Letter from Sir Walter Citrine [General Secretary of the Trades Union Congress and President of the International Federation of Trade Unions] to WSC enquiring if should he go on a proposed visit to the United States in October; annotated by WSC, Clement Attlee, Lord Privy Seal and Ernest Bevin, Minister of Labour and National Service, in agreement, with filing note on Citrine's proposed visit.
Printed address delivered by Sir Walter Citrine [General Secretary of the Trades Union Congress and President of the International Federation of Trade Unions] to the 60th annual convention of the American Federation of Labor; talks generally on the war struggle against the Nazis, the burden shouldered by British Labour and the need for increased American production of planes and supplies.
Letter from WSC to Ernest Bevin [Minister of Labour and National Service] on the Conference of Trades Union Executives. [Carbon].
Letter from an unknown correspondent to WSC [First Lord of the Admiralty], on disruption of work in the coal mines, and a statement made on the issue by Thomas Macnamara [Financial Secretary to the Admiralty].
Letter from WSC to an unknown correspondent on a statement by Thomas Macnamara [Financial Secretary to the Admiralty], on disruption of work in the coal mines. [Carbon].
Admiralty note and minute by Sir Frederick Black [Director of Navy Contracts] on disruption of work in the coal mines.
Letter from Sir Arthur Markham [MP for Mansfield, Nottinghamshire] (Beachborough Park, Shorncliffe [Kent]) to WSC [First Lord of the Admiralty] on the labour dispute in the Welsh coal mines, acknowledging that WSC did not wish him to say anything more on the subject, but pointing out that [? the Nottinghamshire mines] were selling coal to the Admiralty at practically cost prices.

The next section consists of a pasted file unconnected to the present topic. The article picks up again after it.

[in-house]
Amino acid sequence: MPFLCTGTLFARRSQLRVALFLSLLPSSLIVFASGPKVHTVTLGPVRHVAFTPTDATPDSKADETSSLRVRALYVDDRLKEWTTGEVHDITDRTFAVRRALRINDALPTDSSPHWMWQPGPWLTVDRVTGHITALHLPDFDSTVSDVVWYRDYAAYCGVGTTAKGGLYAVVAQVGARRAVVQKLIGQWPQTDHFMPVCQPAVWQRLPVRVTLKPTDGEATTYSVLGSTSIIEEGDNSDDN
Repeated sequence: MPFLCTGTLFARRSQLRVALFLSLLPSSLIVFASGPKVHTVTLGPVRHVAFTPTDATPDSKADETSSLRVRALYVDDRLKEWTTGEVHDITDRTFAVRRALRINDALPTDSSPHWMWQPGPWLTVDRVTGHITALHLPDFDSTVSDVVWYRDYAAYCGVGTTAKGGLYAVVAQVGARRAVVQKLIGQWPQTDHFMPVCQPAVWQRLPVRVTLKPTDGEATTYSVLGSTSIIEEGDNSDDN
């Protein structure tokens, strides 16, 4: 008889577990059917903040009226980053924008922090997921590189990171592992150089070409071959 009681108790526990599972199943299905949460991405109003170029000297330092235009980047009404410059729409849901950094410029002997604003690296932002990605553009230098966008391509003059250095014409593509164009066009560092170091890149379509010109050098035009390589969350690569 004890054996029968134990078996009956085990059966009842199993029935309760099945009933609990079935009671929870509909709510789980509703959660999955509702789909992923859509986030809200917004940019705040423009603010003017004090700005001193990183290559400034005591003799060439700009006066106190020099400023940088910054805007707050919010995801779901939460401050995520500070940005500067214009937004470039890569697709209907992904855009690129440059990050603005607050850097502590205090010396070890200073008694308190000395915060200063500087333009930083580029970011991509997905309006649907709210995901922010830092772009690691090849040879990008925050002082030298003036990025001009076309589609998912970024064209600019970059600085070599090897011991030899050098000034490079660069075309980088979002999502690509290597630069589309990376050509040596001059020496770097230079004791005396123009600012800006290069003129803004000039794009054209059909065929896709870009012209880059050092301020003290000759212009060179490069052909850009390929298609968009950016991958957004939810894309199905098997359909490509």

Letter from Walter Runciman [President of the Board of Trade] to WSC [First Lord of the Admiralty], apologising for involving Sir Francis Hopwood [Additional Civil Lord of the Admiralty, later 1st Lord Southborough], in Trades Union negotiations. Runciman also mentions his idea of extending War Risks Insurance to neutrals.
Letter from Sir Charles Allom (43 North Audley Street, Grosvenor Square [London]) to WSC on methods used to increase industrial output in World War I and offering his services to the country. Signed typescript. With note from "A B" [Anthony Bevir, Prime Minister's Private Secretary] to WSC and a carbon copy of WSC's reply to Allom.
Letter from WSC to Sir Walter Citrine [General Secretary, Trades Union Council] asking him not to raise the matter of the Trades' Disputes Act during the war.
Notes of a conference between the Prime Minister, Stanley Baldwin, and representatives of the Mining Association and Miners' Federation on the report of the Royal Commission on the coal industry, on subjects including: recruitment and labour, and ending subsidies for the industry; requests by the Association and Federation for clarification on the report, particularly on whether the industry was to be reorganised; recommendations of the report.Typescript transcribed from shorthand notes.
Notes of a conference between the Prime Minister, Stanley Baldwin, and representatives of the Miners' Federation, on district negotiations by the mine owners, rather than national negotiations, particularly on wage settlements and contracts of service.Typescript transcribed from shorthand notes of Treasury reporters.